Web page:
She is 20 metres away, her one-year-old baby snuggling up under chest and trunk, peeping out. The jeep wheels make unhelpful groaning sounds, as the tyres embed deeper and deeper into the sand of a completely dry river bed.
“It’s fine, watch her ears” says Mollel. “She’s not angry, just curious.” Still, seven tonnes of mammal defending her offspring is something to be taken seriously.
The really good guides seem to understand the porini (bush) in a feral, intuitive way, smelling animals long before they are seen. Pen de Vries has a constant, reassuring and informative commentary about everything from animal behaviour to the gender of dung.
“See the lion?” says De Vries. “He’s about nine, look at the black tinges on his mane, and he’s hungry – see the hollow in his tummy? The way he’s lowered his shoulders?” He mimics a hyena and the lions sit up, alert. “There’s much more co-operation between animals than we realise, more monogamy and less aggression, but we often choose not to see it.”
In the Selous, west of Ruaha, the animals are more skittish and shy. Abandoning the jeep, we set off on foot.
Giraffe run away, their movement a comic miracle.
Locals maintain that engineers build the roads in the parks following the paths of elephants, which seem to have an uncanny ability to get around quickly and directly.
I take a boat down the massive, soupy Rufiji River with ‘professor’ Frank: grinning macabre crocodiles slip silently into the water. Hippo ears and eyes poke out from the brown water. There’s no noise. Literally none. It’s the oddest feeling. I look on the map. I am not sure I have ever been so far from human habitation.
The engine conks out on a sandbank. Frank and I swirl in hopeless confusion, not working as a team. It’s getting dark, we are stuck with a broken boat in a river 500 metres wide and teeming with crocs. We paddle slowly to the shore, using the current. Then we clamber out. We stride along the bank of the river. First there are hippo tracks, then elephant, many waterbuck, eland, impala, then leopard, then lion. All are freshly imprinted. Frank is unnecessarily jolly.
Clinking gin and tonic later, with another glorious sunset in the distance, I surrender to being a colonial princess (queen even), and try not to feel bad about such blatant indulgence. Safaris in Tanzania are about selling a fantasy, complete with outfits: whether it’s Livingstone, Burton and Speke, complete with suede desert boots, white linen, safari suits, topis and mad moustaches, or beds turned down at night with frangipani flowers on the pillows and outdoor showers overlooking zebras sipping at the water hole.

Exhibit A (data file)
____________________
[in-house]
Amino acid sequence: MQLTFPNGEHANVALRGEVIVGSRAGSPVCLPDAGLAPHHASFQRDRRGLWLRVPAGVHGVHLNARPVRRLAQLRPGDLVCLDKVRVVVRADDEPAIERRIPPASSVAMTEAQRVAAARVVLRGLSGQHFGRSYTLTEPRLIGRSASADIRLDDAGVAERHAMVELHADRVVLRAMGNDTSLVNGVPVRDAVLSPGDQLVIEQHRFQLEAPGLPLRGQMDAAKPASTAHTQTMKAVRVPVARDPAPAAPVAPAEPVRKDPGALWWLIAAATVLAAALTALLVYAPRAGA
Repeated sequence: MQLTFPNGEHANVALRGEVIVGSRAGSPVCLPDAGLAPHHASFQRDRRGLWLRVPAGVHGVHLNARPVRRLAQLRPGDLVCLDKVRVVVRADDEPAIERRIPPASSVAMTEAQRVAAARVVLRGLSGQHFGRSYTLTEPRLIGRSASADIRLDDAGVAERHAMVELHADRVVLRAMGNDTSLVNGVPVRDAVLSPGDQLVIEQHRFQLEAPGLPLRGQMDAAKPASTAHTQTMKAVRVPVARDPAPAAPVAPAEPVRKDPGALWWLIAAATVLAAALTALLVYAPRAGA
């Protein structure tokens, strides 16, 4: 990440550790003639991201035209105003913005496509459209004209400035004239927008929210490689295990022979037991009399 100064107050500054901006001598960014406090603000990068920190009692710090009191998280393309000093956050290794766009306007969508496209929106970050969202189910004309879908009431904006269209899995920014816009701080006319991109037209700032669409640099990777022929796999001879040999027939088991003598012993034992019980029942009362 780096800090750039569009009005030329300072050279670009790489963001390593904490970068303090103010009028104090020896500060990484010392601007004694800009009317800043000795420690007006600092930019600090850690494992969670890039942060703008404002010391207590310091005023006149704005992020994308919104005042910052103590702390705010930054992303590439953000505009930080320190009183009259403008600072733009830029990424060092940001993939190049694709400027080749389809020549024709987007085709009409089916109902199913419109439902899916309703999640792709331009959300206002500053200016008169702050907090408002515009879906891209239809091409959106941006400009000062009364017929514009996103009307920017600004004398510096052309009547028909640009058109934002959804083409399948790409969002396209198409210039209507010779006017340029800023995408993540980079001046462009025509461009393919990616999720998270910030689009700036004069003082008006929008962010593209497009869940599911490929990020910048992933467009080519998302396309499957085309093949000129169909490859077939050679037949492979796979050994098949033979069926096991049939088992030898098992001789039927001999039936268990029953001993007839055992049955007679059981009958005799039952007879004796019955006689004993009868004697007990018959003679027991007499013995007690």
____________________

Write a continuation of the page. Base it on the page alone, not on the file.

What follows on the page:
“Tanzanian civility is deep in our country – maybe it’s the Arab influences, maybe it’s our ancient African ways,” says Frank, winking as he talks.
It’s hard to disagree.
Tanzania fact file
KLM operates five flights per week to Dar es Salaam International Airport via Kilimanjaro International Airport, from Amsterdam Airport Schiphol.
GUIDES AND SAFARIS African Adventures: Winner of the Condé Nast Award for Ecotourism, this established and well-organised, ethical tour operator will take you up Kilimanjaro and around Tanzania (Frank Castro; email@example.com). African Environments: A well-established firm capable of organising trips in Tanzania and bordering countries (www.africanenvironments.co.tz). George Mavroudis: Friendly, efficient, professional and highly knowledgeable guide (www.gmsafaris.com; +255 784290100).
WHERE TO STAY
&Beyond: Luxury lodges in Tanzania, excellent hotel overlooking Ngorongoro Crater (www.andbeyond.com). Kisima Ngeda: (www.kisimangeda.com; +255 272548715).
Ilboru Safari Lodge: Friendly, mid-range/budget hotel in a great location in Arusha, with a pool and a good restaurant, with campsite for budget options (www.ilborusafarilodge. com).
AfrikaAfrika: Five small personal resorts in great locations around Tanzania: subtly designed, fantastic guides, flexible, thoughtful, and reasonably priced (www.afrikaafrikasafaris.com). Manta Resort: Private resort on Pemba Island with superb diving facilities, and innovative community work, superlative beach and service (www.themantaresort.com; firstname.lastname@example.org). Manyara Ranch Conservancy: Private conservancy in a corridor between two major game parks: excellent game viewing an hour outside of Arusha. See image bottom left for tent interior (www.manyararanch.com).
WELLNESS Mrembo Traditional Spa: a locally run spa in Zanzibar using professionally trained masseuses and all local Zanzibari flowers, herbs and cleansing traditions (mtoni. com; +255 242250140). Breathing Space: for yoga/ bodywork treatments in a beautiful rural retreat near Arusha (breathingspacetz. com; Stacia Soysal +255 769548787).
For yoga classes around Tanzania, contact Jo Fox (+255 773271942; email@example.com).
Independent park permits can take time, but both of these can help: Ngorongoro Conservation Authority (ngorongorocrater.org), TANAPA (www.tanzaniaparks.com).
You can take this magazine with you, or read this article again at www.holland-herald.com